On Friday as University of Virginia President Teresa Sullivan announced her retirement that will take place in the summer 2018, she asked that the Board of Visitors to begin the search for her replacement.
In an email message to faculty, staff, and students, Sullivan wrote:
To the members of the University Community:
Since my election as president in January 2010, Doug and I have cherished our opportunity to serve at the University of Virginia. UVA’s distinguished faculty, dedicated staff, and accomplished students demonstrate their capacity for achievement daily through their scholarship, discoveries, creative work, and the numerous awards and accolades that they regularly collect. As 2017 begins, UVA is strong and positioned for even greater strength in our educational offerings, research programs, and health system.
Given this strength, UVA is well positioned for a transition to its ninth president. Because my current contract ends in summer 2018, I have asked the Board of Visitors to prepare for a presidential search. The most effective search will include the viewpoints of UVA’s many stakeholders: the Board itself; faculty, students, and staff; deans and vice presidents; alumni, parents, and philanthropists, including supporters of UVA athletics; members of the local community; and elected leaders in Richmond and in Washington. The search committee should solicit the views of our affiliated foundations, which mobilize so many dedicated volunteers for the University. Such consultation is best done without an undue sense of urgency.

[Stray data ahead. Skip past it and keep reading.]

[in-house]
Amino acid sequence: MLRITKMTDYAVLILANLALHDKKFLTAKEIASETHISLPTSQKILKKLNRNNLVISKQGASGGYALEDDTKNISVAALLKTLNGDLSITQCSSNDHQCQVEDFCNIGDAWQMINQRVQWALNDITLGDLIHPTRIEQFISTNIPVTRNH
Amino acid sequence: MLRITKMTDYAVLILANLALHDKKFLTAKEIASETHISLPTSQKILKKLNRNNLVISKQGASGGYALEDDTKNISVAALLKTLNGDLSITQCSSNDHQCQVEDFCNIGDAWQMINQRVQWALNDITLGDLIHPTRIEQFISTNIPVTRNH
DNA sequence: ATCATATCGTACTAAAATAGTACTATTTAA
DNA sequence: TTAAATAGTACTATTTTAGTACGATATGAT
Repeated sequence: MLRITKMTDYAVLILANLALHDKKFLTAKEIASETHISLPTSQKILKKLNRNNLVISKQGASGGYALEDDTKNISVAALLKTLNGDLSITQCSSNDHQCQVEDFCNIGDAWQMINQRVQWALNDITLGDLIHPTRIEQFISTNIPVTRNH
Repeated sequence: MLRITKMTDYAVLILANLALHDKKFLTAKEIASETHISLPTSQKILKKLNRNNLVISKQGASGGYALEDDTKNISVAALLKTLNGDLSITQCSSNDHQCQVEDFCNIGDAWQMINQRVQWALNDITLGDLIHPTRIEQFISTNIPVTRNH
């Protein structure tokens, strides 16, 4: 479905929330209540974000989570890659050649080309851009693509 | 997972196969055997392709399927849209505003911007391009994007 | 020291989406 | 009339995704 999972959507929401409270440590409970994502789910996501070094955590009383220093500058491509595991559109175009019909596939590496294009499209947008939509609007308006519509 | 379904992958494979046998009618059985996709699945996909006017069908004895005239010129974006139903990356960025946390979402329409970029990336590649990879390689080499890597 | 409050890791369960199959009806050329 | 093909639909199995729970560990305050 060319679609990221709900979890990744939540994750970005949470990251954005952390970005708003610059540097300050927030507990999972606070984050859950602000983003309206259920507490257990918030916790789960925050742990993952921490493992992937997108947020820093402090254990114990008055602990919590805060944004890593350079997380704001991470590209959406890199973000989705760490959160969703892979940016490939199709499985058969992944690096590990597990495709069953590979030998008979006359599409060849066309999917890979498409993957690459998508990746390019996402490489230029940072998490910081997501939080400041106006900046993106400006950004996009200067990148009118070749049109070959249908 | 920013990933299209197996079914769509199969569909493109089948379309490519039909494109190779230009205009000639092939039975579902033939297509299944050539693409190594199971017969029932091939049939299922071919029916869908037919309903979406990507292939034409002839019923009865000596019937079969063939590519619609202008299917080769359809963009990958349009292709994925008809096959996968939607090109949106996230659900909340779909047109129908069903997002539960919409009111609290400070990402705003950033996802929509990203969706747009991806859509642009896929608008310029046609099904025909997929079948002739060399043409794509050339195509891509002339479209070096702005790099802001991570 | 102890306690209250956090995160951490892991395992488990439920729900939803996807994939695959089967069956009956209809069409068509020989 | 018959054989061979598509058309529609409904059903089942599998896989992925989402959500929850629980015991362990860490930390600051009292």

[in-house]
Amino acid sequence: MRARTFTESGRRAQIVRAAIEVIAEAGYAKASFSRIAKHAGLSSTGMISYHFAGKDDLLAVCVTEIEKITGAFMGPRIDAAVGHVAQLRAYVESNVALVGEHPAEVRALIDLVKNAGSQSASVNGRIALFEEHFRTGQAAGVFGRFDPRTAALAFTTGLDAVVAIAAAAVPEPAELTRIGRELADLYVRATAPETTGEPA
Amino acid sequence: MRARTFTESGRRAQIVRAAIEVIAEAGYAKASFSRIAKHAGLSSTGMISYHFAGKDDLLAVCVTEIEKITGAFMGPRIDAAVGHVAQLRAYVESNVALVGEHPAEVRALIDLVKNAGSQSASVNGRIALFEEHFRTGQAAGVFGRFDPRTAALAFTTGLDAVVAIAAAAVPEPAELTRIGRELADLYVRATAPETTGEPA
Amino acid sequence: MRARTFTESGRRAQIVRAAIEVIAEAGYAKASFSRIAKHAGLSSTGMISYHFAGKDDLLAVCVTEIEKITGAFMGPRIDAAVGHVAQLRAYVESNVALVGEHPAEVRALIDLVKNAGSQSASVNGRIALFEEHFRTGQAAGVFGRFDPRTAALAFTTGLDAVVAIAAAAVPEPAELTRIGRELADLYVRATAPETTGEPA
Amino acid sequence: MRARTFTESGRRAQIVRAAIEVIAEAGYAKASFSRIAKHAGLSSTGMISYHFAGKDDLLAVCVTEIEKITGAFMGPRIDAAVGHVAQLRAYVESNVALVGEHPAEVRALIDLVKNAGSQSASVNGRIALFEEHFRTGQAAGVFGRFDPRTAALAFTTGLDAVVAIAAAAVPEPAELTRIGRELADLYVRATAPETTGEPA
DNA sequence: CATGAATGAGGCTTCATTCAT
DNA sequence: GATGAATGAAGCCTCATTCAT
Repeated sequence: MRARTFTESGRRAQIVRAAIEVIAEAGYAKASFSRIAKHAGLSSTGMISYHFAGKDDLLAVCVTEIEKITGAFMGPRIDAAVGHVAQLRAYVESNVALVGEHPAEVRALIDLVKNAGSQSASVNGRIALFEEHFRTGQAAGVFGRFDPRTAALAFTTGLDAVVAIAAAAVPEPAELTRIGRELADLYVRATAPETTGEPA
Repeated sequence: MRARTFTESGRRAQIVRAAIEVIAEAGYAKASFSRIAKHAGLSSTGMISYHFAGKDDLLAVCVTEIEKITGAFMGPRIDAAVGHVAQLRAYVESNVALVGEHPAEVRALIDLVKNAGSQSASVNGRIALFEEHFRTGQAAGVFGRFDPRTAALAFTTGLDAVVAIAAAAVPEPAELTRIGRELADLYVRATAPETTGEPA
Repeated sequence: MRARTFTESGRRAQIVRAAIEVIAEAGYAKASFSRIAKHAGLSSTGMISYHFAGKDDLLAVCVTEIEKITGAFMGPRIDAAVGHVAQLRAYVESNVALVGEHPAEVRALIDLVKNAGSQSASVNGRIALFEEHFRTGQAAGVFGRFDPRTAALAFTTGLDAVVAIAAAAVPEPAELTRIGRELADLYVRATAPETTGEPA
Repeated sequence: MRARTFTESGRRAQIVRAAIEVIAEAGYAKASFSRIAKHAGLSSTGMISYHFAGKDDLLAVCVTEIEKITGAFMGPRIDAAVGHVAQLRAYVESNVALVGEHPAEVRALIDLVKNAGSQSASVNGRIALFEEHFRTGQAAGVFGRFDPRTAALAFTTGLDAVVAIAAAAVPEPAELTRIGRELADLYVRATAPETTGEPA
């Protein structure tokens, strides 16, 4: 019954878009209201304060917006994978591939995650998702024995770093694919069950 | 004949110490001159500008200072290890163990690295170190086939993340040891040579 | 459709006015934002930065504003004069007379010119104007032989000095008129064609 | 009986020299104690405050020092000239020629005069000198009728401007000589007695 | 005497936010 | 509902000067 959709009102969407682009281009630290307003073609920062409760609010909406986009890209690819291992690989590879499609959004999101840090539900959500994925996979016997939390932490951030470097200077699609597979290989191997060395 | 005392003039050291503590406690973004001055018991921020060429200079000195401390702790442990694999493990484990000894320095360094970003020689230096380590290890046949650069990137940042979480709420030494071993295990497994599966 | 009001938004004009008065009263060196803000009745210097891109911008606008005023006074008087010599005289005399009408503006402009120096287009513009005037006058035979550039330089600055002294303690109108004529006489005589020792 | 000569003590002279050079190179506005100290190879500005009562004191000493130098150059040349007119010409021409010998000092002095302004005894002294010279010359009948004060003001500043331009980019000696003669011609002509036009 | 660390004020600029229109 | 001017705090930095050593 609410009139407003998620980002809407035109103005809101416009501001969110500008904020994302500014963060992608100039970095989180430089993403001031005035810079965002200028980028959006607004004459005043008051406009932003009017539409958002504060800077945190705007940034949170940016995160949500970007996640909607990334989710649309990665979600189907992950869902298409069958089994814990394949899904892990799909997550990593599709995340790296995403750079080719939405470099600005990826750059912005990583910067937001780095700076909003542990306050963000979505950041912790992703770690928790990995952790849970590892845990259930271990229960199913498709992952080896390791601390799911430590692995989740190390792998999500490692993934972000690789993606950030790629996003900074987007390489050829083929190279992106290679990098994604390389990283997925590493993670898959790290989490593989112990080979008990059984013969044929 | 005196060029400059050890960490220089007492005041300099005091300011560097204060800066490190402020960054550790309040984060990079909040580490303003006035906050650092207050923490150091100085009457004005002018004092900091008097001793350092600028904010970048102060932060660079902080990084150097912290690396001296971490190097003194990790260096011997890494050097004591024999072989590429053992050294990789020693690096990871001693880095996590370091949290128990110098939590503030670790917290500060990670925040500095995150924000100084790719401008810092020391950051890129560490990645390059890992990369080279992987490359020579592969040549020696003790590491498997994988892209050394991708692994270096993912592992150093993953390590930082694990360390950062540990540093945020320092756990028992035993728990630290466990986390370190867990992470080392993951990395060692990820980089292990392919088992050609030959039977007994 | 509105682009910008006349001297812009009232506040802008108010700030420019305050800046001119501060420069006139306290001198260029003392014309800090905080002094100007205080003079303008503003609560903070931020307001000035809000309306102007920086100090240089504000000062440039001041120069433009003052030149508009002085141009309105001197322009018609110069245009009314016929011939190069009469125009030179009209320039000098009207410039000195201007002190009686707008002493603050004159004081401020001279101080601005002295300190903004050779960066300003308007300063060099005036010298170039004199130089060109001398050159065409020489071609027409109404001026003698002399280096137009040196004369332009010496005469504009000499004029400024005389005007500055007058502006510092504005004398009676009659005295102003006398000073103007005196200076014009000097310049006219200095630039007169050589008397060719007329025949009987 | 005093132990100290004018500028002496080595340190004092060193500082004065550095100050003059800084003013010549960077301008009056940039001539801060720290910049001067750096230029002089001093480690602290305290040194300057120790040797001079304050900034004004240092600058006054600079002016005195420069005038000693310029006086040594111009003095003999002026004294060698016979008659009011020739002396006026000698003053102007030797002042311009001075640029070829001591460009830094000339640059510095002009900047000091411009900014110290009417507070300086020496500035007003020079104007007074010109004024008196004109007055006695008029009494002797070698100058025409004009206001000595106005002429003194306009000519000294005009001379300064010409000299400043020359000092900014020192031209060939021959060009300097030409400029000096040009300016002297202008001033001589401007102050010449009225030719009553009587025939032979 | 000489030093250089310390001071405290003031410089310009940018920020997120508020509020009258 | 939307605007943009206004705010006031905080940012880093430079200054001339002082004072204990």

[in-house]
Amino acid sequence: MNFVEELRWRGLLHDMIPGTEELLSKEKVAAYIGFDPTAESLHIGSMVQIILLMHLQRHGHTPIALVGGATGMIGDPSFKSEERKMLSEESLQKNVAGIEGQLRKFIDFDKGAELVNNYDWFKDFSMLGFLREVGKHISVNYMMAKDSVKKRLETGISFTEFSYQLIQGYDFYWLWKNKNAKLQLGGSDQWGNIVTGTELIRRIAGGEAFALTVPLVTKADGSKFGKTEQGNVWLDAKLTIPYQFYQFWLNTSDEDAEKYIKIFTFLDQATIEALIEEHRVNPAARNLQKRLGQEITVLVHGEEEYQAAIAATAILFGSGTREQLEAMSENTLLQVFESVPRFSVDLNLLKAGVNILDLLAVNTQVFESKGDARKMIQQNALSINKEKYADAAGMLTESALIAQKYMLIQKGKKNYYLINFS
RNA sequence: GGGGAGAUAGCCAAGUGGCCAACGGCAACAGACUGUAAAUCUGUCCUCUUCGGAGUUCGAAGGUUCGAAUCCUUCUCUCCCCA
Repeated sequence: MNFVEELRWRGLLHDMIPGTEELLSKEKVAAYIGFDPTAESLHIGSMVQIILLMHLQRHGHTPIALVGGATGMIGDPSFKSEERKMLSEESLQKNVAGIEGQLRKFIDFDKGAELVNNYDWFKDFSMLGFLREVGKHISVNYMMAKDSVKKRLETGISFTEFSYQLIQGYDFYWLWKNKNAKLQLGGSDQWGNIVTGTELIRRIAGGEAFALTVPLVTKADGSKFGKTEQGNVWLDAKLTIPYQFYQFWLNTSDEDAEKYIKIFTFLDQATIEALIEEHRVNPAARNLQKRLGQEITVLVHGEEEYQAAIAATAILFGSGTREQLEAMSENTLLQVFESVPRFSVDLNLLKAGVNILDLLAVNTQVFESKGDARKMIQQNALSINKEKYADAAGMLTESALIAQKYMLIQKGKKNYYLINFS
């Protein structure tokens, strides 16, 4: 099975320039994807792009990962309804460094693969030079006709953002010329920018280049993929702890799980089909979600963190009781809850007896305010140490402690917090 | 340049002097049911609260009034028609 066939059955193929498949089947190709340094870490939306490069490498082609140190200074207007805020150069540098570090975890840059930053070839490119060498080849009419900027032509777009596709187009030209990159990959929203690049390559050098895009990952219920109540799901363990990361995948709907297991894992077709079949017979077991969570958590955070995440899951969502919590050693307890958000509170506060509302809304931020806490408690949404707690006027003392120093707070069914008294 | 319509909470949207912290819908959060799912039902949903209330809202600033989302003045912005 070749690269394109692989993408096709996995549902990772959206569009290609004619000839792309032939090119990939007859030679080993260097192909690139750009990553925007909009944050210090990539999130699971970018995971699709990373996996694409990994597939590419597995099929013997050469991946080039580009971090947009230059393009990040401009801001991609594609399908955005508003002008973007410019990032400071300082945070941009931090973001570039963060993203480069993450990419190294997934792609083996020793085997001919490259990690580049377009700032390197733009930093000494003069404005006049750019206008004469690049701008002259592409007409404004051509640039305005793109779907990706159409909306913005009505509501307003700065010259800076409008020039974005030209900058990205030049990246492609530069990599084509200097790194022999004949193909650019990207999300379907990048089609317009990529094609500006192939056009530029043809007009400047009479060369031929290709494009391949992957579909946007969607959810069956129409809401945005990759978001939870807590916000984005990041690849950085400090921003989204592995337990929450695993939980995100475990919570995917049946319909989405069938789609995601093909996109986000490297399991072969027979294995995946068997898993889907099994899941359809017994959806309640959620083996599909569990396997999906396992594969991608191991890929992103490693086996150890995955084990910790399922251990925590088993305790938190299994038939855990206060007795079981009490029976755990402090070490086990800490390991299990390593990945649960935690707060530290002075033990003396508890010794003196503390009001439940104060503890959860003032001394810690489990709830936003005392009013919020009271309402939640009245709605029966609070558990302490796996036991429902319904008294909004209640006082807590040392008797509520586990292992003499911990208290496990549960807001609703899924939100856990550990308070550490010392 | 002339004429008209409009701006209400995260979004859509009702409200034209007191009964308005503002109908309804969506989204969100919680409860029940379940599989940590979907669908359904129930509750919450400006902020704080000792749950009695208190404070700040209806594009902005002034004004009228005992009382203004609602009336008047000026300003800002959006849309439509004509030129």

An ideal transition would provide sufficient time after my successor is named for me to provide personal introductions to the Governor, key members of the General Assembly and the Governor’s Cabinet, Virginia’s congressional delegation, and alumni leaders and donors who support the University in Virginia, across the nation, and around the world. If the new president comes from outside the University, that person will also need to meet leaders on Grounds. A smooth transition takes some months to accomplish, and if we plan for that transition now, my successor will be in place and well prepared for the Bicentennial of the University’s charter in 2019 and for the launch of the Campaign for the University’s Third Century.
Many people deserve credit for UVA’s current position of strength. The University has flourished upon the foundation built by my predecessor, John T. Casteen III, and others who preceded him in the presidency. The College and every school at UVA have made notable strides in excellence, while UVA’s College at Wise remains a beacon of hope and prosperity in a region with long-term economic problems.